When were you most happy with your life? The most fulfilled? The most satisfied with your days work? Does your point of peak happiness line up with when you were making the most money? Spending the most on cars, houses, or restaurants? I’m willing to bet no. Ours doesn’t either.
After college, I joined the Army while the future Mrs. Grizzly finished her undergrad. I was stationed at Ft. Riley, a surprisingly beautiful place out on the Kansas prairie. We spent a lot of time working hard at a long distance relationship, but for a few blessed months in the summer of 2006, she joined me in Manhattan, KS. I was renting a single room in a little house with a couple other folks. We were cramped, broke, and crazy happy.
We spent the summer exploring that little town – walking the quiet streets, picnicking in the local park, making up great recipes, and drinking cheap beer at dive bars with good friends. Mrs. Grizzly worked as an intern for Kansas Legal Services, helping people who really needed it – disabled veterans, single mothers, abused children. I trained my first platoon – learning from my sergeant and trying to be the best damn second lieutenant I could as we prepared for Iraq. One small moment at a time, one person at a time, we were trying to make a difference in the world.
I remember one night very clearly; we took a detour down a back highway running through the Flint Hills. It was late, around 10:00 or 11:00PM. As we drove, we crested a hill and the most beautiful scene I ever witnessed came into view. There were controlled burns on the prairie that night. Ribbons of fire danced like serpents, lighting up the black hills with an otherworldly red glow. A blanket of stars framed the scene, the Milky Way a pale splash of gleaming light, stretching across the sky. I was able to share this, and many other moments, with my beautiful wife that summer. That summer was the happiest I have ever been.
About a year later I left for Iraq, starting what would end up being a 15-month deployment. During that time I shared a 20ft containerized housing unit (basically a shipping crate) with one of my best friends. I was in the brigade’s engineering unit, planning and building the defenses that would keep soldiers safe in far-flung, tiny patrol bases. He was leading the unit tasked with protecting our brigade commander. We woke early and stayed up into the night, often lying on our cots rehashing what had happened that day, trying to figure out how we could do better. It was the hardest year of my life, but every day I went to bed knowing that I had done something worthwhile. That year wasn’t happy, but it was the most satisfied I’ve ever been with my work, my craft.
Our happiest and most satisfying moments correspond, not to the points in our life when we had the highest salary or the most stuff, but precisely the opposite. To the points in our life when those material things mattered the least. I like to refer to this little relationship as our Life vs Money equation. All our income over the last decade and a half plotted out vs. our life. See that peak? It’s right in the middle of the years I’m talking about.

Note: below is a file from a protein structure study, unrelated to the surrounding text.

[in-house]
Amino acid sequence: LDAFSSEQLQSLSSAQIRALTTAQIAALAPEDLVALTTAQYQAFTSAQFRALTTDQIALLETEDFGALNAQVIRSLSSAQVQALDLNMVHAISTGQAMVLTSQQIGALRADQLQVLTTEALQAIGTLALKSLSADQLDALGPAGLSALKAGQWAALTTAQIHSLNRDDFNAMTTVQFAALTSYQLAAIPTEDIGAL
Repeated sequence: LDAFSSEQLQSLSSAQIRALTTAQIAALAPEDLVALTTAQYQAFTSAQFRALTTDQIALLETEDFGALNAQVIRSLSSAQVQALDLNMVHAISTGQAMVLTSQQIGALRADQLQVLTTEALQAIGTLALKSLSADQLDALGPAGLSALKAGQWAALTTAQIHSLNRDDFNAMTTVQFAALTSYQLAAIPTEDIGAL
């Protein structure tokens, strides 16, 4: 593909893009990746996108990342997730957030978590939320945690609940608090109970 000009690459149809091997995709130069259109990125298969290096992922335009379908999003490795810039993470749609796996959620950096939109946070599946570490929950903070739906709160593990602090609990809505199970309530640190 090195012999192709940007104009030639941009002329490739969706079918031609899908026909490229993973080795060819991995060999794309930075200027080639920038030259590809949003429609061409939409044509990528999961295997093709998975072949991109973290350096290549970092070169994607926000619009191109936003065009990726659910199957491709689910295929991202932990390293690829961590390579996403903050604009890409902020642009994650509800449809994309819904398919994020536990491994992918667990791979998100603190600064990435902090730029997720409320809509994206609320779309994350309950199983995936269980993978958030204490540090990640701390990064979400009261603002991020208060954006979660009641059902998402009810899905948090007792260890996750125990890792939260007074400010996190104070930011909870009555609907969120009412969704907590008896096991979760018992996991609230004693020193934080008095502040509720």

The valley you see on the right was the next few years. We both went to our respective high priced grad schools. Studying long hours, interviewing for prestigious jobs with powerful companies and big law firms. It did not bring happiness. It brought jobs where we toiled for long hours away from family and friends. There were very few moments like that night on the Prairie.
The uptick on the right is as we’ve started to climb out of this fog. We found out we were pregnant in 2014. Our little Baby Bear was born in 2015. I expect the orange line will keep climbing even when we bring the blue line crashing back down in a little under two years. I do not want to imply that money is not important, at the lowest levels it matters a great deal. You cannot be happy when you can’t feed your kids or keep your home. But above that level, it matters little. The two lines have almost nothing to do with one another. True satisfaction is good work, good friends, and sharing this journey with those you love.
I firmly believe that life is about finding your own point of peak happiness and satisfaction; figuring out where it lies and molding your life to fit that ideal. For some, that may be the pursuit of wealth, status, and power. My wife and I got lost on that path for a number of years. But we’re trying to find our way back to that little town on the Kansas Prairie. We’re hoping that you can find your way too.